"His beakfast"

At home our breakfast routine is quite different, but with a French twist to it. We get up at about 7.00am. Nick takes Lulu for a walk while I get the breakfast ready. On weekdays it never varies. It is always orange juice, tea and cereal with apple compote and fruit.

The apple compote came about because one of Nick's colleagues once asked him, many years ago, to bring back from France some cartons of Pomme Pote - little cartons of fruit compote that his children would eat - on their breakfast. We looked at it and thought we would like to try some ourselves. We enjoyed it and it has become a habit for the last 15 years.




"Her breakfast"


We then found that you can buy it in big jars, which we brought home by the dozen. I'm sure the checkout girls thought we were completely mad, filling our trolley with jars and jars of apple compote - most Brits just buy wine and cheese.


We soon noticed that it is more economical to buy in large tins, which we decant into a spare jar and keep in the fridge.


It's interesting that we have never seen it in English supermarkets. In France there are shelves and shelves of it - combined with apricot, banana, rhubarb and other fruits. You can get it in large tins, huge tins and positively industrial sized tins, as well as handy little one-portion-sized pots and cartons.

In the UK you can sometimes find small jars of Bonne Maman compote which is really expensive. Or you can buy large tins of mango compote, which seems slightly bizarre - I don't know of anyone who uses it. For a while Sainsburys had tins of stewed apple which is almost the same but they no longer seem to stock it. So we have to resort to bringing a few large tins of compote home with us each visit.

The question is, what on earth do the French people do with such enormous quantities of apple compote? Putting a spoonful on your cereal each day would only account for a fraction of what is on sale.

Answers on a postcard, please !!

May 2, 2010

ANOTHER DAY, ANOTHER MARKET

At the tourist office in Le Grand-Pressigny, you can pick up a leaflet giving details of market day in all the towns and villages in Touraine. It's very useful.

So, during our week there over Easter, we went to the market at La Roche-Posay which is on Tuesdays.





La Roche-Posay is a small spa town about twenty minutes drive from us. I am told that if you are suffering from certain ailments you can have a period of rest and a stay in the town prescribed for you under the French health system. What a great idea. We have also noticed people helping themselves to spring water from a tap in the village square.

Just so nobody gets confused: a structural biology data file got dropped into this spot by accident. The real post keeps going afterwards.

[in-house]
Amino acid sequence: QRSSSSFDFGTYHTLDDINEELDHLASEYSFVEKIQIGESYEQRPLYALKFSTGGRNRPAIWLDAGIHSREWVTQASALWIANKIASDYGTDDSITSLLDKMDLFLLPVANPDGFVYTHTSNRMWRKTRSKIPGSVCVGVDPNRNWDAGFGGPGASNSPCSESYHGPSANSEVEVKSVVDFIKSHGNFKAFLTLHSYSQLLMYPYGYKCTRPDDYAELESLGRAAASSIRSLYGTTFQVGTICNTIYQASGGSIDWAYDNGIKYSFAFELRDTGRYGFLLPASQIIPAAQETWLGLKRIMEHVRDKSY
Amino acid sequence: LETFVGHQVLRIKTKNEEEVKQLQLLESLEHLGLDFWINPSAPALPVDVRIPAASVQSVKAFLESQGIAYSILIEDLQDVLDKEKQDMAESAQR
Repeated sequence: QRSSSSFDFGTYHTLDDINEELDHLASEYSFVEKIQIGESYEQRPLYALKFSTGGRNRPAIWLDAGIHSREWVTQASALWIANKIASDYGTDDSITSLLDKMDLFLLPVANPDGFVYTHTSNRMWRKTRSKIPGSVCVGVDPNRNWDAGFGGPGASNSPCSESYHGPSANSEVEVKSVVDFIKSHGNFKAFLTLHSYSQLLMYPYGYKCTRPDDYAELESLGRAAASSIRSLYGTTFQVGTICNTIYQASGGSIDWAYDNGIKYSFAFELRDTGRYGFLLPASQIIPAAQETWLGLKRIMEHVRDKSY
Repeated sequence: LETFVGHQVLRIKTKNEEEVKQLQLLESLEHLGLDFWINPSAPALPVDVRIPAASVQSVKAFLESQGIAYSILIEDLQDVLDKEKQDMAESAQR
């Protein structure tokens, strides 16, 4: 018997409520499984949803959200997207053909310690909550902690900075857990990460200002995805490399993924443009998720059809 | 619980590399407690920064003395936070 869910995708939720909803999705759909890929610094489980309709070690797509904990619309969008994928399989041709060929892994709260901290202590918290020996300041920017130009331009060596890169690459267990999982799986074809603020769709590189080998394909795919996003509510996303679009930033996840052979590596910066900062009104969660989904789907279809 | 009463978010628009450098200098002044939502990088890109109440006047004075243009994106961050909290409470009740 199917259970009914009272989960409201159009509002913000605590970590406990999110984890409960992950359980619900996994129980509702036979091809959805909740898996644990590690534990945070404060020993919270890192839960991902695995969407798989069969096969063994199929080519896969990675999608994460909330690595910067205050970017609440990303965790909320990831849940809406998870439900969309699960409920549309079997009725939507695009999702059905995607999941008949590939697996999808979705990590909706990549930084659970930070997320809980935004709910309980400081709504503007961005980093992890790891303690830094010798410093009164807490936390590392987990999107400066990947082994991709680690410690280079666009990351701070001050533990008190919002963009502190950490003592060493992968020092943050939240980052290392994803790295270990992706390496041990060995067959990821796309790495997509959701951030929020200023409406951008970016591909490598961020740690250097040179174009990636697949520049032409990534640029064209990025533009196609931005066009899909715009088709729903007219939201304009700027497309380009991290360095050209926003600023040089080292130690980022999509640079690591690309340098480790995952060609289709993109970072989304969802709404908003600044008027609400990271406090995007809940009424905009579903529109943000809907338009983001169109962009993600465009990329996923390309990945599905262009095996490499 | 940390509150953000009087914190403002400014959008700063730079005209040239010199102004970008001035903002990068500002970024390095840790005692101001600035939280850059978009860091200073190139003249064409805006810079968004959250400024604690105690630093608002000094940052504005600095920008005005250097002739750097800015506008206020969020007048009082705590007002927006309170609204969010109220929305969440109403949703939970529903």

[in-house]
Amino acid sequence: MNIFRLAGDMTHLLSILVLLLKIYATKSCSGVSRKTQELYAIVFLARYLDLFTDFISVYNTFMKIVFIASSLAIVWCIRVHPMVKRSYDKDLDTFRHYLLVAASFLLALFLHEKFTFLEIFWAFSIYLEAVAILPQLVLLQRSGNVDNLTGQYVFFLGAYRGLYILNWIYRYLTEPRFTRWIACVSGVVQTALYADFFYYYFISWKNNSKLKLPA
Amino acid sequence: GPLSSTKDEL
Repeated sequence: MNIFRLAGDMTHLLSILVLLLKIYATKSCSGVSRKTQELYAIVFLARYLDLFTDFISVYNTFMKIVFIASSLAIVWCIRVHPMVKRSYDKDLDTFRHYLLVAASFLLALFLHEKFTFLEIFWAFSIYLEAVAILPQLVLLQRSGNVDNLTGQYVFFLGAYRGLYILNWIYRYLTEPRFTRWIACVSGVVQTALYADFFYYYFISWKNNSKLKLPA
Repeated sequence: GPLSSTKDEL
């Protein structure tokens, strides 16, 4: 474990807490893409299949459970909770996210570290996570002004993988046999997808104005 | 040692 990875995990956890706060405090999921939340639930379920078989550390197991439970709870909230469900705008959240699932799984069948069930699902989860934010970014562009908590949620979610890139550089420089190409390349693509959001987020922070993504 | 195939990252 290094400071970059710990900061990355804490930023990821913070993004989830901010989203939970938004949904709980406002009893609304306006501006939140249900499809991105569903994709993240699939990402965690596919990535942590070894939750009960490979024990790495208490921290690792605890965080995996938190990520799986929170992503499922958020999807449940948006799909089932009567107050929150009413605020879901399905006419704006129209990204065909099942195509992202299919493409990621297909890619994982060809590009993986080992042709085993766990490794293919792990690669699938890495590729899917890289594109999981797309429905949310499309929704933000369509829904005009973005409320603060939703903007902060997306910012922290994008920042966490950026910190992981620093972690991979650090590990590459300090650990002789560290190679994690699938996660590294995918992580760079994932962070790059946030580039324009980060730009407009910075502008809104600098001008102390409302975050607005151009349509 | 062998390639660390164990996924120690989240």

Tuesday was a fine but cool day. We arrived at the town to find the market in full swing, along with a small funfair. The bright sunshine really brought out the colours of all the goods on display.









We bought olives and sundried tomatoes from the olive man.






We bought some cheese from the cheese man.





I bought some beads from the bead lady.





There was a stall selling ladies clothes and I noticed that the lime green colour we had seen in Amboise (here) seemed to be very predominant. In fact, later in the week we had lunch at the creperie in Descartes and that had also been redecorated in the same green, contrasted with a dark chocolate brown. It looked very smart and attractive. I asked the owner what the colour was called, was it citron vert or perhaps pistache? She said it was called vert anis. As luck would have it, I had just the previous week bought myself a new cardi from M&S in the same colour and was able to wear it on my hols feeling very à la mode !!


An example of vert anis.
I didn't get the Hermes bag, just the cardi !!


La Roche-Posay is a nice place with cafes and restaurants around the square, great for chilling out and just sitting and watching the world go by. After we had done our bit of shopping we stopped for a sit-down and a coffee.


We had a very nice petit-crème at a café which had the most awful, disgusting toilet, something I always find so baffling about French restaurants and cafés. The female owner/manager just seemed to be sitting watching her younger employee do all the work. A few minutes of her own time and a good pair of Marigolds would have sorted the job out. If the toilets are filthy it puts me off going back, however good the food. Moderately grubby is not so bad !!

.